Five marketing and PR lessons from the Women’s World Cup

Like the rest of the nation, the PR Agency One team has been swept up in football fever this summer, with England’s Lionesses putting in some stunning performances during the Women’s World Cup (WWC), and almost managing to bring it home.

As well as the fantastic on-field action there has been plenty of off-field antics, and many of those have entered our world of public relations.

Here are our top five thoughts and takeaways from the tournament as PR, reputation management and corporate communications collide with the beautiful game.

Make a Mary Earps football shirt, Nike

Nike came under fire for not making a replica goalkeeper football shirt available during the tournament. While replica jerseys hit the shelves for England’s outfield players, the country’s goalkeepers weren’t part of the campaign.

As well as this being a huge oversight, Mary is one of the highest profile players in the squad and was crowned 2022 FIFA FIFPRO Women’s World 11, as well as being part of the UEFA Women’s Euro 2022 winning team. Not to mention her winning the Golden Glove in both the Euros 2022 and WWC 2023 tournaments.

To put the icing on the cake, she stopped a penalty while the world watched on in Sunday’s final. This refuelled the fire, and the sportswear brand is still facing heat for not having the England hero’s shirt on sale even after the tournament has ended.

Ms Mary Earps herself called out the world’s biggest sports clothing brand directly, offering to pay for production herself, and started her own clothing line in response. To think Air, a film about Nike’s pursuit of emerging basketball star, Michael Jordan was released this year to critical acclaim you’d think the brand would be wise to superstars in their respective fields. I’m sure we can expect a biopic on how Mary goes on to revolutionise the world of sports and clothing herself in 30 years’ time.

Traditional football boots given the boot

Still on the topic of attire, football boots are not made equally either. In fact, due to the historic development of boots being done around the male foot, current boots can result in some serious injuries for female players. We have seen current England players Beth Mead, Lead Williamson and Fran Kirby all suffer serious knee injuries as a result, which makes the Lionesses’ summer performance even more impressive without three first team starting players.

Why is this a PR issue? Nike and Under Armour have both launched football boots specifically designed for women before the tournament. The launches required some careful comms around why they were necessary and didn’t already exist.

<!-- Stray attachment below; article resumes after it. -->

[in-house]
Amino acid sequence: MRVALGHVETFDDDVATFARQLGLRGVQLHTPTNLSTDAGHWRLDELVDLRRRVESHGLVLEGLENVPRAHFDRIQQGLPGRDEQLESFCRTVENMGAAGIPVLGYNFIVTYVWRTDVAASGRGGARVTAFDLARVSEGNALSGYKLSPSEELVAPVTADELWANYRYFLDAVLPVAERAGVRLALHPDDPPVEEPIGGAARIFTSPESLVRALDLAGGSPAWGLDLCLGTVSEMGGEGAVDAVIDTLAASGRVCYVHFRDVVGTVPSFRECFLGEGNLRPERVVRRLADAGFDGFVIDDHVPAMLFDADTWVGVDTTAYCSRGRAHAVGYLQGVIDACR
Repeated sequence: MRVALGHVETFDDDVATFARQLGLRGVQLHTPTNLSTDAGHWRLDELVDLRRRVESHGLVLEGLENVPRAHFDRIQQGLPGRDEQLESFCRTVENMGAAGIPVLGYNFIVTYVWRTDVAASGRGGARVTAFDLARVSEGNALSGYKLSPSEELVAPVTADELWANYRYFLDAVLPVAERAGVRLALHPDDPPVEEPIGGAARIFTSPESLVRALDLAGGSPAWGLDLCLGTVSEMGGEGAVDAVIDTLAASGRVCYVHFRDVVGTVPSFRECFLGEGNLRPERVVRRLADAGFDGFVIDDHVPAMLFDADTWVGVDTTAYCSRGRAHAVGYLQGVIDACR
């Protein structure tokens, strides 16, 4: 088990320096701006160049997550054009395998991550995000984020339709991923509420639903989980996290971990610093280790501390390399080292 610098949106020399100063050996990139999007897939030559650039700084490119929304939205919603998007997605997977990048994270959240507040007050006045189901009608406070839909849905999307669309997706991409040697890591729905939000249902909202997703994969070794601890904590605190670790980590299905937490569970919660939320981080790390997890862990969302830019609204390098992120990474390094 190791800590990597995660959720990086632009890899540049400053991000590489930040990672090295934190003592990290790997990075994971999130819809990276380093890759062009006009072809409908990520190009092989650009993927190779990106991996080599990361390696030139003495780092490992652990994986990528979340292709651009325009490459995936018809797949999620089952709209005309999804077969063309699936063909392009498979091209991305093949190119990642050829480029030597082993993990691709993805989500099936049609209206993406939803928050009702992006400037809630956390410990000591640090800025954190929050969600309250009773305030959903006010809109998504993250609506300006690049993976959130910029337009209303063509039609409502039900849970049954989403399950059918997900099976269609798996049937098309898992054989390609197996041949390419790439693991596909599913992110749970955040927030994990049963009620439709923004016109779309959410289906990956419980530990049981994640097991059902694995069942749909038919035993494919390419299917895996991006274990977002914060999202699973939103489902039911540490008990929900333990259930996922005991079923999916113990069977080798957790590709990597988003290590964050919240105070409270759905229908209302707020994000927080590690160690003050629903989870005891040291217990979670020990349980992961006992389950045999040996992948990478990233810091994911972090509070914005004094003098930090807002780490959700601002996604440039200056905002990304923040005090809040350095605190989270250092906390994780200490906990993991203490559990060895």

Snubs from the Royal Family and Prime Minister

The Royal Family failed to send a representative to the WWC final in Australia, with many people saying “It wouldn’t happen in the men’s game”. What’s more, Prince William is also president of the Football Association (FA) further adding insult to the national team. But the FA has form after all. In 1921 the FA announced a ban on the women’s game preventing it from being played on professional grounds and pitches around the country. It wasn’t until 1969 it was reintroduced – 48 years later!

And the Prime Minister, Rishi Sunak didn’t get off lightly either, he too failed to travel to the final leaving the nation without official representation. Both men shared statements, but sometimes actions speak louder than words. To make things worse the Queen of Spain, Letizia, was in attendance to present the England team with their medals and see her national team take home the trophy.

A Photoshop fail

We’re never too far from a politician fail, and the WWC final was no exception. Ed Davey, the current leader of the Lib Dems shared a poorly doctored image of him in an England shirt on X ahead of the final, which was met with suspicion rather than support. While it’s somewhat understandable as the shirt costs a snip less than £125, he might have saved himself a few quid but not quips from the less-than-forgiving public. In a world of generative AI, some creative use of Midjourney might have been a better option. We’ll let you make your own mind up.

Winning over the workforce by watching the game

Typically, when the Men’s Euros and World Cup tournaments are played generous businesses give their workforce time off, or air the games in the workplace. Positively, many organisations did extend the offer of workplace flexibility for their staff for the WWC tournament too.

However, the Trades Union Congress (TUC) went a step further and called on the government to give the nation an extra day off if the Lionesses were victorious, putting Rishi and his cabinet in a difficult position. Luckily the PM averted the difficult decision to instate a new Bank Holiday as the Lionesses failed to lift the trophy.

It’s been a thrilling four weeks of competition with many examples of good and bad marketing. What did you make of this year’s tournament? Who were your stand-out performers on and off the field? Did we miss any PR wins or fails?

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